Stir together your panko coating.

Crispy Glazed Tofu with a Warm Quinoa Salad
Dip your tofu in egg, then in the panko mixture, then add to a pan with a bit of oil over medium-high heat and cook on all sides until golden and crispy.

Crispy Glazed Tofu with a Warm Quinoa Salad
Set on some paper towels to drain some of the oil.

Crispy Glazed Tofu with a Warm Quinoa Salad
Toss your tofu in your sauce and serve over your quinoa, sweet potato, and beet salad.

Crispy Glazed Tofu with a Warm Quinoa Salad
Cook time: 
Total time: 
Serves: 4
 
Ingredients
For the Quinoa
  • 1 package quinoa, cooked per package instructions
  • 3 candy beets, cleaned, peeled, and diced into small cubes
  • 2 sweet potatoes, peeled and diced into small cubes
  • 2-3 tablespoons olive oil
  • 1 tablespoon honey
  • ¼ teaspoon kosher salt
  • ¼ teaspoon ground black pepper
For the Tofu
  • 1 block of tofu, cut into bite-size pieces (about 1 inch cubes)
  • ½ cup all-purpose flour
  • ½ cup panko crumbs
  • 1 teaspoon Chinese 5-Spice
  • 1 egg (or equivalent egg replacement)
  • 1 tablespoon water
  • vegetable or canola oil, for frying
For the Sauce
  • 2 teaspoons olive oil
  • 1 large shallot, minced well
  • 3 cloves garlic, minced well
  • 1 2-inch piece of ginger, minced well
  • 3 tablespoons honey or agave nectar
  • 3 tablespoons soy sauce
  • 2 tablespoons rice wine vinegar
  • 1 tablespoon granulated sugar
  • 2 teaspoons Sriracha or hot chili paste/sauce
  • ¼ teaspoon sesame oil
  • ¼ teaspoon red pepper flakes (optional)
  • ¼ cup water mixed with 1 tablespoon cornstarch
  • toasted sesame seeds, for garnish
  • scallions, for garnish
Instructions
  1. First, get your quinoa going. Preheat your oven to 400 degrees F. Clean, peel, and dice your beets and sweet potatoes. Place them on a lined and/or greased baking sheet, then drizzle with 2 tablespoons of olive oil, 1 tablespoon of honey, ¼ teaspoon salt, and ¼ teaspoon pepper, and toss together. Place in the oven and bake for 15-20 minutes, tossing halfway through. When they are fork tender, remove from the oven and set aside. Cook your quinoa according to its packaging's directions, then toss together with the cooked beets and sweet potatoes. Add a bit more olive oil, salt, or pepper to taste, and set aside until ready to serve (you can cover with foil to keep warm, or heat back up before serving, whichever you prefer).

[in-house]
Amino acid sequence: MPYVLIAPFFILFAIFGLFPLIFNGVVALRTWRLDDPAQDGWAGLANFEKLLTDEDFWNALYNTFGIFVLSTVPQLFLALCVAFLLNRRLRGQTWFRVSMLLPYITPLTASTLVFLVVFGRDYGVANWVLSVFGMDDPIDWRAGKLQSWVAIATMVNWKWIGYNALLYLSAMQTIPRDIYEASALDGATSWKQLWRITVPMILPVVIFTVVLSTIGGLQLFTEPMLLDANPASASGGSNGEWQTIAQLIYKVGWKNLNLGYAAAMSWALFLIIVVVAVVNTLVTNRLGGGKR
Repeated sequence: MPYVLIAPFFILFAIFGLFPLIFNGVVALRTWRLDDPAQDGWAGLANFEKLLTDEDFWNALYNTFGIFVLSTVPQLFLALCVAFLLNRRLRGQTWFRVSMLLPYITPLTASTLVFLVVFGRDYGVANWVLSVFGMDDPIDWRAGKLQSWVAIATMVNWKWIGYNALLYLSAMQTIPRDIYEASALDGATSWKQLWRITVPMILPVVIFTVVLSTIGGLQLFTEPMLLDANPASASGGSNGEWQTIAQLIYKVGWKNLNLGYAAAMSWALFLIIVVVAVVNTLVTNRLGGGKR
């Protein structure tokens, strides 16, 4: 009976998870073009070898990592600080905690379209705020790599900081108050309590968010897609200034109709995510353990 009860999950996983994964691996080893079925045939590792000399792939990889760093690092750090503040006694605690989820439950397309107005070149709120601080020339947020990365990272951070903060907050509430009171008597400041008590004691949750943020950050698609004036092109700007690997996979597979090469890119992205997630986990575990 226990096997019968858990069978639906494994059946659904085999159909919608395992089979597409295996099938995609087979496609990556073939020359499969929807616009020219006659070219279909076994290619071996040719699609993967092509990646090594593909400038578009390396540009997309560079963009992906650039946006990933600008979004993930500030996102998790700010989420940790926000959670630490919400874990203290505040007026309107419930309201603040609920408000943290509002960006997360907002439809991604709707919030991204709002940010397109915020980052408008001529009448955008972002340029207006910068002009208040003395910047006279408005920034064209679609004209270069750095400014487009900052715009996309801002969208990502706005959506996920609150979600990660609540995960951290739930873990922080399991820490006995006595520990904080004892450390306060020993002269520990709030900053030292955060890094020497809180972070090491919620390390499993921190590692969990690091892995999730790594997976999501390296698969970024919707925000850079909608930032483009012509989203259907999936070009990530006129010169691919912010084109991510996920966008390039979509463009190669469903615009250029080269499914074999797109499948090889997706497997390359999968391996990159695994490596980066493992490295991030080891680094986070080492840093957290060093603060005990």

2. Now it's time to cook your tofu. Make sure that your tofu is completely dry by pressing it between some paper towels to soak up any water. Dice into bite sized pieces, about 1-inch cubes. Mix together you egg and 1 tablespoon of water in one shallow dish and mix together your flour and panko crumbs in another. Dip the tofu pieces in the egg mixture, then in the panko mixture. Heat ½ inch of oil in a large pot or pan over medium-high heat, and when the oil is hot, add in the tofu pieces in batches, frying on each side for about 2 minutes, until crispy. Move the tofu to a cooling rack lined with paper towels to drain, and continue frying until all of your tofu is done.
  3. Make the sauce by first heating your 2 teaspoons of olive oil in a pot, then adding in the minced shallot. Cook for 5 minutes or so, until translucent, then add in the garlic and ginger, and stir until fragrant. Add in the honey, soy sauce, vinegar, sugar, Sriracha, sesame oil, and red pepper flakes. Cook over medium-high heat until bubbling, stirring frequently, then mix together the cornstarch and water and add to the sauce. Reduce the heat to medium, and stir until thickened. Keep the sauce on low, stirring every so often, until ready to use.